Stephen King is very much in vogue these days. The Master of Horror is receiving the quality adaptations his work deserves, both from television with 11.22.63 and Under The Dome, and film with the upcoming The Dark Tower and It movies.
It’s not always been the case. For every The Shining, there’s The Mangler. For every Shawshank Redemption, there’s The Lawnmower Man. Every Stand By Me, The Lawnmower Man 2: Beyond Cyberspace.
King’s prolific nature and dark subject matter made his catalogue ideal for any half-arsed horror merchant to make a cheap film from. But now his work is being treated with more reverence, let’s take a look at which stories deserve revisiting.
The Running Man
I’ll give you the Schwarzenegger original was a glow-stick fever dream cult classic. But it wasn’t Stephen King’s Running Man. It had a man, included running, but that’s as far as the similarities go.
King’s novel (written under the pseudonym Richard Bachman) was half tense thriller, half cultural criticism. Ben Richards enters a television competition with the aim of avoiding a man-hunting kill-squad for one month. You can do anything, go anywhere, but they will hunt you while the public watches and is rewarded for revealing your whereabouts.
Imagine The Fugitive meets The Truman Show. Sounds intriguing, right? It reads like a film and it’s rather surprising it’s yet to be successfully adapted.
The original TV miniseries (directed by Texas Chainsaw Massacre and Poltergeist maestro Tobe Hooper) was pretty brilliant. In fact, the scene of the child at the window is so eerie that it still gives me nightmares. But the reduced film-length cut doesn’t quite carry.
It’s still Stephen King’s favourite novel he has written. In the book, writer Ben Mears returns to his small hometown to find it’s become infested with vampires. It’s as much about how isolated and increasingly rare small towns are, as it is about the vamps.
What the story needs is a proper Blumhouse production with a talented new-wave horror director (David Robert Mitchell, Mike Flanagan, David F. Sandberg). With a focused script and modern effects, this film could seriously damage our collective psyche.
The Dark Half
Based on his experiences writing as Richard Bachman, The Dark Half tells the story of Thad Beaumont – a writer (a lot of King protagonists are writers) who wrote ultra-violent crime stories under the pseudonym ‘George Stark’. When he tries to bury his alias, Stark physically manifests and starts committing crimes reminiscent of the books.
The story itself is a psychological mindfuck, with King tackling the darkest thoughts borne from his alcoholism and drug abuse. The graphic violence is truly disturbing, but it’s the nature of George Stark that lingers in the mind.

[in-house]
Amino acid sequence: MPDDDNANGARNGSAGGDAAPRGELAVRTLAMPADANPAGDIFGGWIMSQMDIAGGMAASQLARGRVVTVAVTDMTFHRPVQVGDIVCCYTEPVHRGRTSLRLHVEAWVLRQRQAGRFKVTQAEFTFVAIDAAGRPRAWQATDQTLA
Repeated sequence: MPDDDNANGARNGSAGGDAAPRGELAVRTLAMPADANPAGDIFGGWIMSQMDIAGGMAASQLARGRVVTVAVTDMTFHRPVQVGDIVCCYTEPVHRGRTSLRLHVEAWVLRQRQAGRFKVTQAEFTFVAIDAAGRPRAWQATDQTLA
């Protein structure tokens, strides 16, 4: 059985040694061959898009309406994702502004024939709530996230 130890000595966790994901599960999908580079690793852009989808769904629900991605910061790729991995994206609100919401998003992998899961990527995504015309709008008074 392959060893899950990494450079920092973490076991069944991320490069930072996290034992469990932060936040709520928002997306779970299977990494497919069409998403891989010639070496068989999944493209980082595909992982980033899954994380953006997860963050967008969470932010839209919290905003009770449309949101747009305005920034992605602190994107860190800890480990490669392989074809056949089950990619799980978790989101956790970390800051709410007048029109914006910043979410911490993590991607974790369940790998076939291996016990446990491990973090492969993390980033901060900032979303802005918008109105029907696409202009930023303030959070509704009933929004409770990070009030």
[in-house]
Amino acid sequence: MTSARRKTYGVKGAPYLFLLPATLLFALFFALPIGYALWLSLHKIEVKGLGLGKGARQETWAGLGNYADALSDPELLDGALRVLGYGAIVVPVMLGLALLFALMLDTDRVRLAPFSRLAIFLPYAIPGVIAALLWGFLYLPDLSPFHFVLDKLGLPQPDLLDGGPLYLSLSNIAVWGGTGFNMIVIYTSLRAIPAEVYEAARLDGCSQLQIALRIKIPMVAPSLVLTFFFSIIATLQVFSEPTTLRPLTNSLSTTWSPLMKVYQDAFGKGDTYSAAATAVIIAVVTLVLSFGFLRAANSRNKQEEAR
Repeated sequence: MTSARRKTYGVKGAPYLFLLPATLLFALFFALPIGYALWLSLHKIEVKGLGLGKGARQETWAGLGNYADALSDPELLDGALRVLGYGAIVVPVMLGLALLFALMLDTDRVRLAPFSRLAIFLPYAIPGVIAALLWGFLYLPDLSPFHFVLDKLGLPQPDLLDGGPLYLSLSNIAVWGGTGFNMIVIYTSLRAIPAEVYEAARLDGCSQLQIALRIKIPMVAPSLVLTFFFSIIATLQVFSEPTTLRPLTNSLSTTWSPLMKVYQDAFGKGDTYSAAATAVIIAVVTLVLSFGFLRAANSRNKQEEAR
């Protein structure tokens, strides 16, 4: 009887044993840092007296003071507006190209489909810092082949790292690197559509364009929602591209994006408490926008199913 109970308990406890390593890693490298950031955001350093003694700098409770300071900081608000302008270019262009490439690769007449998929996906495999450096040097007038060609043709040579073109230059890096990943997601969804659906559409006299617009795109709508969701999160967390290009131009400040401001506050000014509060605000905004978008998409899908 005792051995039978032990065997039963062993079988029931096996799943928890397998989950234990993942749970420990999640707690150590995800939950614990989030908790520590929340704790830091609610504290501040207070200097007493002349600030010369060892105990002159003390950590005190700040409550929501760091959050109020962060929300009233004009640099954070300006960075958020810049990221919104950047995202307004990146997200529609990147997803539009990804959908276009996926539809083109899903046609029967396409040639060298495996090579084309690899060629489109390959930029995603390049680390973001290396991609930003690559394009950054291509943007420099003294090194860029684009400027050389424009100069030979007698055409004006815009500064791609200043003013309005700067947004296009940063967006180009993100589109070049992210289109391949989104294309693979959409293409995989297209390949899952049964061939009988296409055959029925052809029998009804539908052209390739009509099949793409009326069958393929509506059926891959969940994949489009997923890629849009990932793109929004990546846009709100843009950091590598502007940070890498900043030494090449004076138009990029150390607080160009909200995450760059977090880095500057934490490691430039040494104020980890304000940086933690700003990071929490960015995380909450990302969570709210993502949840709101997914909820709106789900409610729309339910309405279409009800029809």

Then there’s the 1993 adaptation. Here’s the trailer. We need a proper version.
Children of the Corn
Children are creepy. Imagine waking in the middle of the night to hear a baby laughing. Terrifying, right? And King knows it. The twins from The Shining, the window vamp from Salem’s Lot, and perhaps most infamous of all, the Children of the Corn.
The premise is simple and terrifying. The children of a small town are driven by a malevolent force in the cornfields to ritually murder all of the adults. Newly arrived outsiders are sacrificed along with any teenagers turning 18.
This short story from the Night Shift collection has spawned a 10-film series, each somehow lower in quality than the last. Killer kids acting under evil forces, it can’t be that hard to get right, surely?
Even in this current climate of reboots, asking for a remake of a film that came out last year might sound ridiculous. 2016’s Cell even featured Samuel L. Jackson and John Cusack, who previously co-starred in the surprisingly good King adaptation 1408. How bad could this be?
Really bad. Straight-to-DVD, low budget, low energy, 11% Rotten Tomatoes bad. Which is strange because it was once hot property. Shortly after the book’s release in 2006, Eli Roth was signed up to adapt a big-budget version. At the time this sounded exciting, although since personally sitting through Hostel, I’d sooner trust it to Michael Bay…
The book is a modern take on the zombie story, with a pulse sent through phones to turn anyone using one into a rabid primal murderer. While the premise isn’t original, the unexpected development of the story and heartbreaking denouement truly is. After 10 years of development, they really screwed up this film. One more chance?
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